Hot Composting #2

In the previous blog post, I discussed what hot composting is and why you might want to hot compost in an urban garden. A functioning hot composter maintains consistently high temperatures - typically 50 to 60 ℃ in the top 20 cm layer. This photo was taken with a FLIR One Pro camera attached to a Moto G6 phone...

Thermal infra-red photo of one of my HotBins during active composting

Firstly a reminder of what hot composting is:

The biological decomposition and stabilization of solid organic substrates under aerobic conditions, that allows for the development of thermophilic temperatures as a result of biologically-produced heat, to yield a final product that is stable, free of pathogens and plant seeds, and can be beneficially applied to soil.

Solid organic substrates - general waste from the garden (e.g. grass clippings, hedge/tree cuttings, weeds, vegetable & flower trimmings), kitchen (vegetable/fruit peelings, cooked food leftovers, coffee ground and tea leaves) and office (photocopier paper and corrugated cardboard).

Aerobic conditions - maintaining sufficient airflow through the compost pile at all times to encourage the fast decomposers (aerobic bacteria, fungi, invertebrates) and prevent anaerobic fermentation which leads to smelly slimy compost heaps.

Thermophilic temperatures - achieving temperatures of 55-65 ℃ for a minimum period to kill pathogens, weeds and plant seeds.

Stable - immature or unfinished compost can be phytotoxic, especially for seedlings, due to the presence of intermediate composting products such as acids and alcohols. Partially composted material may utilise nitrogen already in the soil to continue its composting process and reduce the availability of this vital nutrient to your plants and vegetables.

Some of the benefits of composting are:

  • turns a waste stream into a valuable product (value-added)
  • reduces landfill and associated issues (e.g. uncontrolled methane generation, leaching of phytotoxic materials into rivers, attracting vermin)
  • saves money by reducing need to transport waste to the local collection facility and less visits to the garden centre to pick up bags of compost
  • improves all soils (clay, sandy, loam) by improving drainage, adding slow-release nutrients, improving water retention especially during drought-periods, attracts earthworms, etc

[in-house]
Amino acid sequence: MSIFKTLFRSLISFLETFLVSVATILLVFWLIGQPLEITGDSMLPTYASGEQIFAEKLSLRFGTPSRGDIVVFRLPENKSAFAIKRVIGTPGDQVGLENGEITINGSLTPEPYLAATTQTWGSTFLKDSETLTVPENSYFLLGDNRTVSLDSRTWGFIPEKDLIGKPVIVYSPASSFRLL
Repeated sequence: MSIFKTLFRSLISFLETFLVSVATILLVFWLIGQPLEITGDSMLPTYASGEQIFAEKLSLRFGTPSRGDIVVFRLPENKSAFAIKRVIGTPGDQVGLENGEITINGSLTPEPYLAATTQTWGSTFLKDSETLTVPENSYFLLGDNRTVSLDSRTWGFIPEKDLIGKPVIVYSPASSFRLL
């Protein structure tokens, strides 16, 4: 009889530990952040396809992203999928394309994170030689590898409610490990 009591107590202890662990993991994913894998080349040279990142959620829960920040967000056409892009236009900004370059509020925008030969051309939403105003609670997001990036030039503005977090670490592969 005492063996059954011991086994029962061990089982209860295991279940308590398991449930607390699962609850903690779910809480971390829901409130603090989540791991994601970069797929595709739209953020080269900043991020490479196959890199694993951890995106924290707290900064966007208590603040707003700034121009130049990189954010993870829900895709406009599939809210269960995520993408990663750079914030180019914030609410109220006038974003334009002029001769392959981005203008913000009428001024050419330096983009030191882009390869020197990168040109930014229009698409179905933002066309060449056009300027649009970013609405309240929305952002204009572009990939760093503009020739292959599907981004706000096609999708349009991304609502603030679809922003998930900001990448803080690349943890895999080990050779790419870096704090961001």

• can be used as a mulch to retain soil moisture
  • increases the carbon content of the soil (climate change)

And hot composting just does it faster enabling greater quantities of organic waste matter to be converted in rich humus in much smaller spaces.

I highly recommend this guide as a thorough, yet easy to read, guide to the ins and outs of composting. By understanding the basic principles, you will have fewer failed heaps and will know how to rescue an underperforming compost pile. Of course, in real life as an urban gardener, you will never have the perfect mix of compostable material for guaranteed 100% success everytime. Hopefully, in the following blog posts you will learn some 'tricks', and even develop some of your own, as you experience the pleasure of turning waste into a valuable, nay essential, product. What they used to call adding value (they may still call it that).

As part of my composting procedure, I include a final stage where cool/warm material from the hot composting process is allowed to mature at ambient temperatures. This is enables the worms, mini-beasts and fungi - all excellent biodegraders in their own right - to continue the composting process. Some pics of fungi growing (and still composting) in the maturation bins...

Fungi growing on woody substrate in compost bin

Younger version of the same fungi?

Identifying fungi is definitely not a skill I possess. So if anyone can help that would be great.

I just let the fungi get on with it as they are particularly adroit at breaking down lignin (woody stuff). When the time comes, they are mixed into the compost and used to enrich the garden soil.



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